Working conditions vary according to the particular role. Some jobs are based indoors, in hotels, sports shops, gymnasiums, sports halls or cinemas, while others, such as horse riding instruction, outdoor activities in sports clubs or adventure centres are largely based outdoors. Some jobs will call for large amounts of physical training and activity. Many jobs in this sector will involve working irregular hours, shift work, evening work, weekend and bank holiday work.
The sector can offer the opportunity for promotion to supervisory or managerial levels. Sports people often move into business, or to jobs in media, broadcasting, or communications on retiring from their professional sport. The sector offers plenty of opportunities to travel and work abroad (e.g. cruise ships) and in some jobs, it is possible to become self-employed.
Skills and Abilities
An ability to communicate well with people and a helpful attitude are important in most jobs found in this sector. Organisational and teamwork skills are often required, together with problem-solving and sometimes good business skills. A professional sportsperson needs to have an exceptionally high level of skill and be totally dedicated to their sport.
Getting into Sports and Leisure
Jobs in these industries have very different entry requirements. Some demand specific qualifications, while others require no formal qualification.
With the increasing professionalisation of sport, together with the regulation of the sector, experience of fitness techniques alone is not usually enough. Level 5 and 6 qualifications are an excellent entry route to the sector, for exmple, where a specific set of skills is required in order to do the job (i.e. Health and Fitness instructor) and third level degrees are increasingly valuable, such as where business and mangement aspects of the activity are called for.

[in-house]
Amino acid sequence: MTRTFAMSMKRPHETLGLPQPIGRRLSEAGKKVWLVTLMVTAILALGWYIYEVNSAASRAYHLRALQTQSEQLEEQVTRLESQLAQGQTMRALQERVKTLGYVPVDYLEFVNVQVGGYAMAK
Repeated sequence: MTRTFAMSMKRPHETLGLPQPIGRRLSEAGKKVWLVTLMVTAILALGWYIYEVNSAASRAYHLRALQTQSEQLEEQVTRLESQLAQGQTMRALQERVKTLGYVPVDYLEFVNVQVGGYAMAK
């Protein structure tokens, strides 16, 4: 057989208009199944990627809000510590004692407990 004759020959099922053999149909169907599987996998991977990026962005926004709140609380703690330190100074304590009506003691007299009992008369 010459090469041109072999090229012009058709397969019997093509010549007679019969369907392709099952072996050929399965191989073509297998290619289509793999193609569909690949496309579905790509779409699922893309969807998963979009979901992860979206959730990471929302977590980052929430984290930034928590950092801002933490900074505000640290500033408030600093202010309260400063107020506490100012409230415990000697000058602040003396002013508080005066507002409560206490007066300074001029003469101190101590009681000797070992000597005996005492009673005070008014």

Generally, there is a wide variety of courses that can help prepare for entry to these areas of work, ranging from Post Leaving Cert (PLC) courses for careers in Leisure Centres to Level 8 Honours Degree courses in Sports Science, Sports Engineering or Business and Sports Management.
All people who are working with children or vulnerable persons, including the provision of leisure, sporting or physical activities, require Garda Vetting. This is typically part of the recruitment process.
In the current economic climate, and with reduced disposable income, people are tending to spend less on leisure activities, and on certain sporting activities such as gym memberships. However, people still want to go out to enjoy their leisure time and be entertained, but they will do it on a tighter budget and be more aware of value for money, putting the demand on quality of service. On the sport and fitness front, the increased professionalism of sport and the growing scientific approach to fitness, together with the incredible growth of events like the Olympic Games, Special Olympics, The World Cup and other such sporting events, will ensure continued demand for a wide range of job roles in this segment.
Current government policy on promoting healthier lifestyles and increasing participation in sport, will also contribute to ensuring some level of demand for appropriately qualified instructors and professionals, although Government funding cuts are impacting on the number of publicly-funded roles.